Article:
Acardiac twin pregnancy occurs in 1% of monochorionic pregnancies and is characterized with a fetus that does not have a normally developed heart and brain [121]. This fetus continues to live by the anastomoses in the placenta and the blood supplied by the other fetus (pumping twin). Therefore, the pumping fetus is at risk of cardiac insufficiency, and intrauterine or neonatal loss occurs in nearly half of the cases [122]. This rare condition should be managed by a maternal-fetal medicine specialist experienced in twin pregnancy management.

Conjoined twin is a rare phenomenon, occurring 1 in 50,000–100,000 [123]. After the diagnosis, it should be determined which organs are shared for the prognosis [124]. The survival rate of a conjoined twin detected in the intrauterine period is only 18% even after successful surgery [125].

7.12 What should be the time and mode of delivery in multiple pregnancies?

The time of spontaneous delivery in twin pregnancies is around 36 weeks, and so the complications of prematurity are an important risk [126]. Perinatal mortality increases again after 38 weeks of gestation [127]. Accordingly the time of delivery for uncomplicated twin pregnancies would be reasonable [108]:

  1. At 38 weeks in dichorionic diamniotic twins without complications

  2. From 34 to 37 6/7 weeks in monochorionic-diamniotic pregnancies without complications

  3. From 32 to 34 weeks in monoamniotic pregnancies without complications

The ideal mode of delivery varies by the type of twin pregnancy, the presentation of the fetuses, the gestational week, and the experience of the delivering physician. Twin pregnancy alone is not an indication of cesarean section [128]. In monoamniotic pregnancies only, cesarean delivery is required to avoid cord complications that may develop in the other fetus during the birth of the first fetus [118].

In a recently published randomized controlled study, no difference was reported between planned cesarean and planned vaginal delivery in terms of fetal and neonatal death or severe neonatal morbidity between 32 and 38 6/7 weeks of gestation in twin pregnancies with cephalic presentation of the first fetus [129]. Therefore, in diamniotic twin pregnancies with cephalic presentation of the first fetus after the 32nd gestational week, vaginal delivery appears to be a logical option, regardless of the presentation of the second fetus, provided that the obstetrician is experienced in internal podalic version and vaginal breech delivery [130].

The ideal delivery method in higher-order multiple pregnancies is not known. In small observational studies, there was no significant difference between planned vaginal delivery and planned cesarean delivery with the cephalic presentation of the first fetus in uncomplicated triplet pregnancies. Therefore, planned vaginal delivery may be considered in these pregnancies if obstetrician is experienced [131, 132, 133]. Vaginal delivery can be attempted in twin pregnancies with a previous history of cesarean section with a single lower transverse incision and without any contraindications for vaginal delivery [134, 135, 136, 137, 138]. Internal fetal manipulation or emergency cesarean section may be required during delivery. Women with multiple pregnancies are at risk for atony, postpartum bleeding, and emergency hysterectomy [139]. The administration of neuroaxial analgesia facilitates operative vaginal delivery, external or internal cephalic version, and total breech extraction in multiple pregnancies [130].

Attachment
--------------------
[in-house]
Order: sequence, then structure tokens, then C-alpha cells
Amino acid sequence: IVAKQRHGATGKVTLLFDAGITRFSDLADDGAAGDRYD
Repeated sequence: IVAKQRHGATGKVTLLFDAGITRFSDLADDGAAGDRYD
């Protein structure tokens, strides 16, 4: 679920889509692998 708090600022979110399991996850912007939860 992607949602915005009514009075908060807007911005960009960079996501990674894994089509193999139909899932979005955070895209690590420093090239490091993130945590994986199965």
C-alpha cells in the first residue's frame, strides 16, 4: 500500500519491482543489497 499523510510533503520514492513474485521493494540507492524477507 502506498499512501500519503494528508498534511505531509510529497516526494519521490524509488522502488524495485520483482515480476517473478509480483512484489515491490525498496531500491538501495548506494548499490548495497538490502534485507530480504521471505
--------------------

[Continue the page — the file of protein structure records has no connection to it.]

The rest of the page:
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8. Summary of findings and recommendations

  1. Recommendations based on reliable scientific data (with evidence level A)

    • No tocolytic agent is recommended for prophylactic use in multiple pregnancies.

    • Treatment with progesterone does not reduce the incidence of spontaneous preterm delivery in twin and triplet pregnancies.

  2. Recommendations based on limited scientific data (with evidence level B)

    • Chorionicity should be determined in the late stages of the first trimester or in the early stages of the second trimester due to complications of monochorionicity.

    • Since prophylactic tocolysis, prophylactic cerclage, prophylactic pessary, routine hospitalization, and bed rest have not been shown to reduce neonatal morbidity and mortality, these practices are not recommended in multiple pregnancies.

    • Magnesium sulfate has been shown to reduce the risk and severity of cerebral palsy, regardless of the number of fetuses, at birth before 32 weeks.

    • In women with a previous history of cesarean section with a transverse incision to the lower segment, vaginal delivery can be attempted unless there is another contraindication.

    • In pregnancies in which the number of fetuses is reduced from three to two with embryo reduction, pregnancy loss, antenatal complications, preterm delivery, low birth weight, and cesarean and neonatal mortality rates are lower than in pregnancies continuing as triplets and are similar to spontaneous twin pregnancies.

    • Unless there are contraindications, a cycle of antenatal corticosteroid should be administered to women pregnant with multiples from 24 to 34 weeks of gestation and who are expected to give birth within 7 days regardless of the number of fetuses.

  3. Recommendations based on expert opinion (with evidence level C)

    • Delivery in uncomplicated monoamniotic twins should be at 32–34 weeks of gestation.

    • In diamniotic twin pregnancies over 32 0/7 weeks with cephalic presentation of the first fetus, vaginal delivery appears to be a logical option, regardless of the presentation of the second fetus, provided that the obstetrician is experienced in internal podalic version and vaginal breech delivery.

    • Women with multiple pregnancies are candidates for routine aneuploidy screening regardless of age.

    • Administration of neuroaxial (epidural) analgesia in multiple pregnancies facilitates operative vaginal delivery, external or internal cephalic version, and total breech extraction.

    • Monoamniotic twin pregnancies should be delivered by cesarean.

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Written By

Ilkan Kayar

Submitted: 25 February 2020 Reviewed: 09 March 2020 Published: 01 May 2020